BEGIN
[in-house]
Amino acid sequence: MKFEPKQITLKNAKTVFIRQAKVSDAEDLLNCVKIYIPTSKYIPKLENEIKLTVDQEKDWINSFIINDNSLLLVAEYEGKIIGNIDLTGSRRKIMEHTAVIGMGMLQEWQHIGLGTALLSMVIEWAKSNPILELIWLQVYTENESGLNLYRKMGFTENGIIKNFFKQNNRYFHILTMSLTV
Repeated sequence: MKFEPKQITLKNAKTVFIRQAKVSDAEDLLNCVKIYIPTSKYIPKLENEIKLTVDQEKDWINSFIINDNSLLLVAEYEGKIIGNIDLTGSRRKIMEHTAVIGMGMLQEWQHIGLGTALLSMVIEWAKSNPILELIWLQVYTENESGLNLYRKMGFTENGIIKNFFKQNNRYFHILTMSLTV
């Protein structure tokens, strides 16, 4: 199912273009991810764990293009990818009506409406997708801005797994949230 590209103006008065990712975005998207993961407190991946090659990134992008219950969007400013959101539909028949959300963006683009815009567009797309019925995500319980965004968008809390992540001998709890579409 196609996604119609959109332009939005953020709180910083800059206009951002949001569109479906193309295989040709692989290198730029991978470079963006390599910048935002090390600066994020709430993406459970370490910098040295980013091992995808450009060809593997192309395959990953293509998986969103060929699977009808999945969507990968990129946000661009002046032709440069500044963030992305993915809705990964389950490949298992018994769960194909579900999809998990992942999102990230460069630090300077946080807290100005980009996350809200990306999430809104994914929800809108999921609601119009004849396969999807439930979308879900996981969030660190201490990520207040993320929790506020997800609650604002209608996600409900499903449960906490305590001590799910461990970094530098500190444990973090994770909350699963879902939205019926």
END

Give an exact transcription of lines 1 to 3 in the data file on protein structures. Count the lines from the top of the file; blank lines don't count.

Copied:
[in-house]
Amino acid sequence: MKFEPKQITLKNAKTVFIRQAKVSDAEDLLNCVKIYIPTSKYIPKLENEIKLTVDQEKDWINSFIINDNSLLLVAEYEGKIIGNIDLTGSRRKIMEHTAVIGMGMLQEWQHIGLGTALLSMVIEWAKSNPILELIWLQVYTENESGLNLYRKMGFTENGIIKNFFKQNNRYFHILTMSLTV
Repeated sequence: MKFEPKQITLKNAKTVFIRQAKVSDAEDLLNCVKIYIPTSKYIPKLENEIKLTVDQEKDWINSFIINDNSLLLVAEYEGKIIGNIDLTGSRRKIMEHTAVIGMGMLQEWQHIGLGTALLSMVIEWAKSNPILELIWLQVYTENESGLNLYRKMGFTENGIIKNFFKQNNRYFHILTMSLTV